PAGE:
> Fritz Kreisler - The Complete Concerto Recordings Vol.5 [JW]: Classical Reviews- May2002 MusicWeb(UK)

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Fritz Kreisler. The Complete Concerto Recordings. Volume 5
Ludwig van BEETHOVEN (1770-1827)

Violin Concerto
Felix MENDELSSOHN (1809-1847)

Violin Concerto in E minor
Fritz Kreisler, violin
London Philharmonic Orchestra conducted by John Barbirolli
(Beethoven – June 1936) and Landon Ronald (Mendelssohn – April 1935)
NAXOS HISTORICAL 8.110959 [69’48]


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Volume Five in Naxos’s Kreisler series takes us to the LPO recordings of 1935/36. These were remakes of his early electrics, made in Berlin almost a decade earlier and conducted by Leo Blech. All these classic performances have been reissued many times and debate generally centres on the superiority or otherwise of the Berlin sessions, the consensus being that the Beethoven fared better in Berlin whilst with the Mendelssohn honours are more even – and that’s a view I tend to share.

In the Beethoven the profile is that much tighter, Kreisler’s playing more centre-of-the-note, in Berlin, than it was later to become. That said there is a huge amount to admire and enjoy in this later performance and it still ranks amongst the finest ever committed to disc. Listen to Kreisler’s delicious slide at 5’08 in the first movement – but despite his infinite tonal shadings and prodigious bowing effects this is otherwise rather clean playing with expressive devices beautifully subsumed into the soloist’s line. Maybe, being hypercritical, one can fault him at 10’30 – this is not infallible playing by any means – but as Kreisler’s friend Jacques Thibaud once remarked "do you go to concerts to listen to the wrong notes?" Certainly he is slow – predictably yet triumphantly – at 12’00, and very much in line with prevailing performance practice. The Larghetto has rather more surface noise than is ideal but that doesn’t stop appreciation of Kreisler in all his tonal glory from basking in the very romantic plush of John Barbirolli’s conducting. Maybe the fires burn a little less brightly in the rondo finale but Kreisler’s diminuendo before the orchestral tuttis are unforgettable and within Barbirolli’s very emphatic conducting the soloist spins a succulent line.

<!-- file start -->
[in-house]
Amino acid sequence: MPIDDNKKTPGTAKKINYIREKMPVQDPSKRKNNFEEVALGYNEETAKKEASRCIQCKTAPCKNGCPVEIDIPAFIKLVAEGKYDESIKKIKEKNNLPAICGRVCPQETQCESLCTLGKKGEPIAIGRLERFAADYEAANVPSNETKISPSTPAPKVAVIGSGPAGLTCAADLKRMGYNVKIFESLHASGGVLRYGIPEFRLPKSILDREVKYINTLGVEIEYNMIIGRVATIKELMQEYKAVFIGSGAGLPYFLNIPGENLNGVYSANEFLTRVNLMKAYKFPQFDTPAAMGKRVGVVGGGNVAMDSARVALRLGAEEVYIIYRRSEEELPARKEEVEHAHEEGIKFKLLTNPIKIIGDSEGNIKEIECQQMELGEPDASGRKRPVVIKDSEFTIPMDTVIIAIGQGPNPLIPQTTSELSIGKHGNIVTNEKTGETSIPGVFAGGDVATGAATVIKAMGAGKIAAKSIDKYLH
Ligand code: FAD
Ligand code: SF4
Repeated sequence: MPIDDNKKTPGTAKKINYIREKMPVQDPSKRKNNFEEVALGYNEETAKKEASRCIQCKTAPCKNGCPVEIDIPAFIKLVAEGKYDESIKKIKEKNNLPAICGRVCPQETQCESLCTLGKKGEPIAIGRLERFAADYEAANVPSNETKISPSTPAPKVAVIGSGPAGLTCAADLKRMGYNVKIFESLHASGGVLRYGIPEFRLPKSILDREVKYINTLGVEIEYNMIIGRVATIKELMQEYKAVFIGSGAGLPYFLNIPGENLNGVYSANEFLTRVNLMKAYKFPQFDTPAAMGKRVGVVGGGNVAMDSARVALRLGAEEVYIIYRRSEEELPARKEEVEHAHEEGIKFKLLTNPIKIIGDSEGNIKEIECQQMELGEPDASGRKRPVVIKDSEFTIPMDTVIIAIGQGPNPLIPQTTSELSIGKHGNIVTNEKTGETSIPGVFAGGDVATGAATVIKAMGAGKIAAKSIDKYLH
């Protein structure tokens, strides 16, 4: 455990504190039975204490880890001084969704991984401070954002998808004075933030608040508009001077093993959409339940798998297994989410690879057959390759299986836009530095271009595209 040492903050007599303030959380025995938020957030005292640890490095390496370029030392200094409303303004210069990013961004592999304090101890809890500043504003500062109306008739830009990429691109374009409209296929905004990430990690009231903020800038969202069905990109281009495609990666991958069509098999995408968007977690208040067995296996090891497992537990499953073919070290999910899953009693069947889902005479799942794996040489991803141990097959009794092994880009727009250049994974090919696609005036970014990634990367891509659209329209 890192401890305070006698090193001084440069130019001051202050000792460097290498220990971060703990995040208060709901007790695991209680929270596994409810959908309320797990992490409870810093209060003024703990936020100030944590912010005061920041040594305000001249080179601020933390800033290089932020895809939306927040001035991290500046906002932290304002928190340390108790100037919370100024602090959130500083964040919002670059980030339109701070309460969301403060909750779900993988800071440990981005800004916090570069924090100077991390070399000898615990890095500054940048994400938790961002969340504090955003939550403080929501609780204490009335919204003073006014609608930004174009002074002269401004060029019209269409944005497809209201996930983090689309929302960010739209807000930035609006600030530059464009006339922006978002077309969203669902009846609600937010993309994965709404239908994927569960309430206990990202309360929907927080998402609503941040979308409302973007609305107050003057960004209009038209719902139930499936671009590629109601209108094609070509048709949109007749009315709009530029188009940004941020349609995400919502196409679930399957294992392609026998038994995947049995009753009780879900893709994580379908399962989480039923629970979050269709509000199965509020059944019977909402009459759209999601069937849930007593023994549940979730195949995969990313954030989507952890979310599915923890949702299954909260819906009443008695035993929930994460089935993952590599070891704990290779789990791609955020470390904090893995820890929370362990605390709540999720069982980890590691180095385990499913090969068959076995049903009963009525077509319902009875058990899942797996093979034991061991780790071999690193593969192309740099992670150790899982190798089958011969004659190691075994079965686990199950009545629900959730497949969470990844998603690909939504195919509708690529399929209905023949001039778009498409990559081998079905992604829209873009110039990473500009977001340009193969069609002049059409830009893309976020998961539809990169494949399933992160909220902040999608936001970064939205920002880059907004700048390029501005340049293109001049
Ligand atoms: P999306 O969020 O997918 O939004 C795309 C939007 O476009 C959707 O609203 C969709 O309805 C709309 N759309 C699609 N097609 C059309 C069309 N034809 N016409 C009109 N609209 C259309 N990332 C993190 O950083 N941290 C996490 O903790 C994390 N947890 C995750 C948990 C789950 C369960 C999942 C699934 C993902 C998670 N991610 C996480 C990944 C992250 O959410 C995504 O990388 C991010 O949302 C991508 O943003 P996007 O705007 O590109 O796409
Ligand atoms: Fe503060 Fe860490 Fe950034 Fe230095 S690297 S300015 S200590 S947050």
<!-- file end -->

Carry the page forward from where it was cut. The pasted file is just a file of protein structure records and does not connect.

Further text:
I recently reviewed a contemporaneous recording, also issued by Naxos, of Szigeti’s Mendelssohn Concerto conducted by Beecham. Here Kreisler is partnered by his old colleague, Landon Ronald, supposedly the greatest Elgarian conductor, after the composer himself. The two had in fact recorded Mozart’s K218 in 1924, a late acoustic and a fine performance. Rather better than Szigeti - and at a somewhat surprisingly slightly quicker tempo – Kreisler vests the music with comprehensive tonal resources; Ronald is an excellent foil for his soloist’s sweetness and wizardly summoning up of varieties of tonal lustre and expressive devices. His bowing is still remarkable and if we ignore some more or less insignificant slips – including one very bad one at 7’50 in the first movement cadenza – this is still a thoroughly convincing and abundantly affectionate performance. On balance it’s as good as the earlier recording in Berlin and, in better sound, with greater orchestral clarity, a most recommendable recording.

Jonathan Woolf

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